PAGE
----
An Experiment in International Living
July 1987, an “Experiment in International Living,” that’s what they called the homestay trip that I took as a 16-year-old girl from the United States. I stayed with my Irish host family who immediately paired me with their 16-year-old niece, Karen. We became fast friends and found it impossible to say goodbye after my three short weeks in Ireland.
However, life moves forward and time passes. We kept in touch through snail mail for years, finally reconnecting in person in 2001 when I returned to Ireland for a brief vacation. Karen soon followed me to the U.S. for her own holiday that same year, just after the 9/11 terrorist attacks. Learning through that horrible event that life can be short, I returned to Ireland for another visit in February 2002 to explore exactly what this relationship was all about. Two full weeks of inseparable bliss; by the time my flight home landed for the layover from Dublin to Shannon I had decided I couldn’t live without her. I moved to Ireland to be with Karen in July 2002.
For a year I tried unsuccessfully to get a job in Ireland, while Karen had been laid off for months. With money running short and a job offer waiting for me in the States we decided to give it a go back in my home country. In September 2003 Karen moved to the U.S. to be with me. Yay! Or so we thought.
Over nine years and three lawyers later and we are still playing the U.S. visa game. We had to figure out a way for Karen to remain in this country and get her residency but also be able to travel home to visit her family. She started on the Visa Waiver, then applied to a Veterinary Technology Program and got an F-1 visa. She remained on this visa for two years and we were able to travel back to Ireland to visit her first nephew in his first few months of life, for his christening, and shortly after the birth of his brother. However, each time was a grueling event for Karen when passing through immigration. We were split up and Karen was often taken into another private room where she was grilled with questions as to why she was coming to the US, what connections did she have here, why couldn’t she go to school in Ireland. On one occasion they kept her so long that they were calling our names over the PA system over and over to board the plane. Each time, to our relief, she eventually was passed through to enter the U.S. again.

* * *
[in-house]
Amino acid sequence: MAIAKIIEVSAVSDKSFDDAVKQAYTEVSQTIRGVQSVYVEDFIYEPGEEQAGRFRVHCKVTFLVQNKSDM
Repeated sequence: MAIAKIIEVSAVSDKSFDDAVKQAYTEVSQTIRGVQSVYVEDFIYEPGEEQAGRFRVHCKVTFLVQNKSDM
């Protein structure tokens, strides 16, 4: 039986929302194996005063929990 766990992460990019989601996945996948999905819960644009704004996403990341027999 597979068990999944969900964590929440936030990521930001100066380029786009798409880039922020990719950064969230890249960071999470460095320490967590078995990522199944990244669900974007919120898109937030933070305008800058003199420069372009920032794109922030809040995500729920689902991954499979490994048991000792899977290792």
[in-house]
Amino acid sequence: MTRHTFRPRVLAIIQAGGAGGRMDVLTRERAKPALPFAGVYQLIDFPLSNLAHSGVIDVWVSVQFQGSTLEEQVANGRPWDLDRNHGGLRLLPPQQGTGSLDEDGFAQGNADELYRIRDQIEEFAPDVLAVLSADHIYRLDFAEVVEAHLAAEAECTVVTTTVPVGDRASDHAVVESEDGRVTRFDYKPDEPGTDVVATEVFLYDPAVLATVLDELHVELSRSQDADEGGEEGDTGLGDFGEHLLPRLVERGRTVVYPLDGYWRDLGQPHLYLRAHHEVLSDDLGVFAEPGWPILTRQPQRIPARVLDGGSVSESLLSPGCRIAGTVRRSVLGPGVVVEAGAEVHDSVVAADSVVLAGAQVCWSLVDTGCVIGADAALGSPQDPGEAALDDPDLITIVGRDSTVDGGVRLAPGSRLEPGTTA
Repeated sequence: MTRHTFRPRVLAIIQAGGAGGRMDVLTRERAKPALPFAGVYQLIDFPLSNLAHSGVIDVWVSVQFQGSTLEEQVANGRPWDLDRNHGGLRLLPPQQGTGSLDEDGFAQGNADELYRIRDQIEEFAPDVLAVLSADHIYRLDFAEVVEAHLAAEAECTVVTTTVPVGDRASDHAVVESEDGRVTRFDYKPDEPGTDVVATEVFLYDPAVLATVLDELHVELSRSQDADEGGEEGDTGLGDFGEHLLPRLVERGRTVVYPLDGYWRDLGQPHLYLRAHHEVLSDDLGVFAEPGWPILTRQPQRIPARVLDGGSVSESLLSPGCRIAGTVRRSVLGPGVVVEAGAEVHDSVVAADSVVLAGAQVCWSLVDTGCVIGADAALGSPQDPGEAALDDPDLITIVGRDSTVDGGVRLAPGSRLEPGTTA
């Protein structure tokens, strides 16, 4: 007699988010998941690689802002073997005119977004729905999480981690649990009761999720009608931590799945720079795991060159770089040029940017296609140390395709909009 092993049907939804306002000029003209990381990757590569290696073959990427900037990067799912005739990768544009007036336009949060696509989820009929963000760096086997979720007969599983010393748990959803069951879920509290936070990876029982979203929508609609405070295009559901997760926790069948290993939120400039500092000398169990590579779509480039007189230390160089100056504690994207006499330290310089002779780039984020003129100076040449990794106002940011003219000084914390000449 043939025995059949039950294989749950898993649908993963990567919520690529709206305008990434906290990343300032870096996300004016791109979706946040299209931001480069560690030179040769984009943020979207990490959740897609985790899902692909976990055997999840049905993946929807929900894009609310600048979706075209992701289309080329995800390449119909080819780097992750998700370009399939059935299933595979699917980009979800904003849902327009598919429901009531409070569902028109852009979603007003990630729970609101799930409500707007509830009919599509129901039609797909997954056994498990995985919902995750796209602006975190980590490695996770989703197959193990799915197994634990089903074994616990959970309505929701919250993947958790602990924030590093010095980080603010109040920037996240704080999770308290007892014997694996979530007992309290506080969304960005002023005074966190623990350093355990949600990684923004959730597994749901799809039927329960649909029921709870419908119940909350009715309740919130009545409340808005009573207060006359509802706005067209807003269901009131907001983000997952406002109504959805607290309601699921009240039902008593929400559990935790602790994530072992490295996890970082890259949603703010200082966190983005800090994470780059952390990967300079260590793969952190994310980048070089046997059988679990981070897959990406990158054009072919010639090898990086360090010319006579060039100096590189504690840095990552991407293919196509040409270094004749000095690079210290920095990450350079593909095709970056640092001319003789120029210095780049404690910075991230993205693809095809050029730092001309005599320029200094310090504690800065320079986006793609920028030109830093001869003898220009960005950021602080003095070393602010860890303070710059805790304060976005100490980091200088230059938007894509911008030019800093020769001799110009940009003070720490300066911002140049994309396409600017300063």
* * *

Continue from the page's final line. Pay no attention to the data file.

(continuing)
June 2006 we took a trip of a lifetime to Alaska. We unfortunately disembarked the cruise in Vancouver, Canada and flew to Toronto where we had to go through U.S. immigration before we boarded our flight for Philadelphia. As usual procedure, I went through the U.S. line and Karen had to go through the non-US citizen line. Once again we were separated. They took Karen into the inside office. This was a familiar procedure by now for us so I wasn’t too worried until I waited. And waited and waited and waited.
I am sure it was an hour or more I waited not knowing what was going on. Karen on the other hand was being harassed by a U.S. Customs Officer. It was after 5PM and the immigration officers were done for the day and Customs was handling her case. He was very rude and refused to listen to anything Karen had to say. He took her I-94 out of her passport, saying it should have been removed when she left the country. This is not true as we found out later through our lawyer that travel in and out of Canada is allowed on her visa and they do not remove or issue new I-94. The officer finally allowed her entry in to the U.S. but under a 30-day waiver, no new I-94, and rudely told her to get it sorted.
It took us, with the help of our third immigration lawyer, almost a year to get that issue resolved. The lawyer has since assisted us with finding ways to keep Karen in the U.S. legally through training visas, an application for an alien worker visa, and currently another F-1 visa. The problem however, is that the lawyer advised Karen not to travel out of the country. If she did, she would have to go to a U.S. embassy to get her current visa put in her passport.
This may not seem like a big deal – but actually it is. It is up to an individual immigration officer to determine if he/she wants to grant the approved visa. We were advised that it was highly likely that the official would deny the visa on the basis that Karen has lived in the U.S. now for some time on non-immigrant visas, not to mention if they discovered our relationship. So despite the fact that Karen is legally in this country, we do not want to risk the life we have built here and therefore we do not travel out of the US.
Keeping Karen in the U.S. has been expensive: the legal fees and college tuition alone have cost us tens of thousands of dollars. But the real cost has been the loss of time spent with loved ones. We have been fortunate enough that Karen’s family does visit often. But we miss so much. Not just special occasions like weddings, births and milestone birthdays but being together. It has been seven years since Karen and her two siblings have been in the same room together. That is the hard part.
June 2011, we married in Kent, Connecticut. We had a party here in the U.S. to celebrate with all our U.S. friends and family. It would have been wonderful if we could have traveled to Ireland for our honeymoon and had a celebration over there as well.
And so, this “Experiment in International Living” continues with us applying for whatever visa we can to keep Karen’s status legal. Waiting for the alien worker visa to come through, which will give her permanent residency and hoping one day our relationship will be recognized officially – either through Comprehensive Immigration Reform or the repeal of DOMA – so I can apply for a visa based on our marriage,
like heterosexual couples are able to do.